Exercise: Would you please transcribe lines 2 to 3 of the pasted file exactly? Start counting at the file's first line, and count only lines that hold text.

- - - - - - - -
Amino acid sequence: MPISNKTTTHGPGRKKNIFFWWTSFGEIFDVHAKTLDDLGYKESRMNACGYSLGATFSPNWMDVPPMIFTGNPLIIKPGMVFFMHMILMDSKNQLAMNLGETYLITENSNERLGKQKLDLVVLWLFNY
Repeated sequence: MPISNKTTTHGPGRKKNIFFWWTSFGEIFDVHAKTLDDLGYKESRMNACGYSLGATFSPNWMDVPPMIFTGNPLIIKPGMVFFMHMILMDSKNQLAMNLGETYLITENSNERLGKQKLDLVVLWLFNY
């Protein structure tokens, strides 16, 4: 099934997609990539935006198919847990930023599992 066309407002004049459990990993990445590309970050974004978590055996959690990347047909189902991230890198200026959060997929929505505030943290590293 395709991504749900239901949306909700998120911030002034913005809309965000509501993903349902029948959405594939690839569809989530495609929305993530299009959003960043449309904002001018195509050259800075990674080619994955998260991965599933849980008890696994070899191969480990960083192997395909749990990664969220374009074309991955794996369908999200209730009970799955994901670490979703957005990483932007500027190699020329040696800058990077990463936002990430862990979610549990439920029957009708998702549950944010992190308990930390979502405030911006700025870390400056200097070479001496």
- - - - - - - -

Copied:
Repeated sequence: MPISNKTTTHGPGRKKNIFFWWTSFGEIFDVHAKTLDDLGYKESRMNACGYSLGATFSPNWMDVPPMIFTGNPLIIKPGMVFFMHMILMDSKNQLAMNLGETYLITENSNERLGKQKLDLVVLWLFNY
């Protein structure tokens, strides 16, 4: 099934997609990539935006198919847990930023599992 066309407002004049459990990993990445590309970050974004978590055996959690990347047909189902991230890198200026959060997929929505505030943290590293 395709991504749900239901949306909700998120911030002034913005809309965000509501993903349902029948959405594939690839569809989530495609929305993530299009959003960043449309904002001018195509050259800075990674080619994955998260991965599933849980008890696994070899191969480990960083192997395909749990990664969220374009074309991955794996369908999200209730009970799955994901670490979703957005990483932007500027190699020329040696800058990077990463936002990430862990979610549990439920029957009708998702549950944010992190308990930390979502405030911006700025870390400056200097070479001496």